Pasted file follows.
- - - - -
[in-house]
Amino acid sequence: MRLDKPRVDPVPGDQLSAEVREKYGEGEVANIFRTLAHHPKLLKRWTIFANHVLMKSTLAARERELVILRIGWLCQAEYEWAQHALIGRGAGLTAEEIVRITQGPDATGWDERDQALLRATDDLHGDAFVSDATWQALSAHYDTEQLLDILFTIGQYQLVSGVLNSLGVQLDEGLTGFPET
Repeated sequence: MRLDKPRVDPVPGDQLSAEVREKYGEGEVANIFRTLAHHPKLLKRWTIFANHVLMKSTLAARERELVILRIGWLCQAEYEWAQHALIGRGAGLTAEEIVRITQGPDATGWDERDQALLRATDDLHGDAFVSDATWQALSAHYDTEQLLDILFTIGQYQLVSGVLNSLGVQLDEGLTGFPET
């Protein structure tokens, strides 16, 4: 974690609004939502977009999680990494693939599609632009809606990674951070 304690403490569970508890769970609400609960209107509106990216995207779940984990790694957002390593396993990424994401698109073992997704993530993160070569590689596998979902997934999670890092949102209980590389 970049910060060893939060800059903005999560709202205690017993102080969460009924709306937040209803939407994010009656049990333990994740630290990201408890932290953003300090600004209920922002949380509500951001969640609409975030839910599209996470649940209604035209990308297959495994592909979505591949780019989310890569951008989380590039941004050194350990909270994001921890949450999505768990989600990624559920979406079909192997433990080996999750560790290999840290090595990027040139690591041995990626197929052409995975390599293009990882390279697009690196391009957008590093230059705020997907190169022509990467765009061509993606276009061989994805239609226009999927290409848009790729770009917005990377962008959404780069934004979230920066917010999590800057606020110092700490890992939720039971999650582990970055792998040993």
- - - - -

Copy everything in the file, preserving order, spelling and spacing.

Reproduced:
[in-house]
Amino acid sequence: MRLDKPRVDPVPGDQLSAEVREKYGEGEVANIFRTLAHHPKLLKRWTIFANHVLMKSTLAARERELVILRIGWLCQAEYEWAQHALIGRGAGLTAEEIVRITQGPDATGWDERDQALLRATDDLHGDAFVSDATWQALSAHYDTEQLLDILFTIGQYQLVSGVLNSLGVQLDEGLTGFPET
Repeated sequence: MRLDKPRVDPVPGDQLSAEVREKYGEGEVANIFRTLAHHPKLLKRWTIFANHVLMKSTLAARERELVILRIGWLCQAEYEWAQHALIGRGAGLTAEEIVRITQGPDATGWDERDQALLRATDDLHGDAFVSDATWQALSAHYDTEQLLDILFTIGQYQLVSGVLNSLGVQLDEGLTGFPET
């Protein structure tokens, strides 16, 4: 974690609004939502977009999680990494693939599609632009809606990674951070 304690403490569970508890769970609400609960209107509106990216995207779940984990790694957002390593396993990424994401698109073992997704993530993160070569590689596998979902997934999670890092949102209980590389 970049910060060893939060800059903005999560709202205690017993102080969460009924709306937040209803939407994010009656049990333990994740630290990201408890932290953003300090600004209920922002949380509500951001969640609409975030839910599209996470649940209604035209990308297959495994592909979505591949780019989310890569951008989380590039941004050194350990909270994001921890949450999505768990989600990624559920979406079909192997433990080996999750560790290999840290090595990027040139690591041995990626197929052409995975390599293009990882390279697009690196391009957008590093230059705020997907190169022509990467765009061509993606276009061989994805239609226009999927290409848009790729770009917005990377962008959404780069934004979230920066917010999590800057606020110092700490890992939720039971999650582990970055792998040993």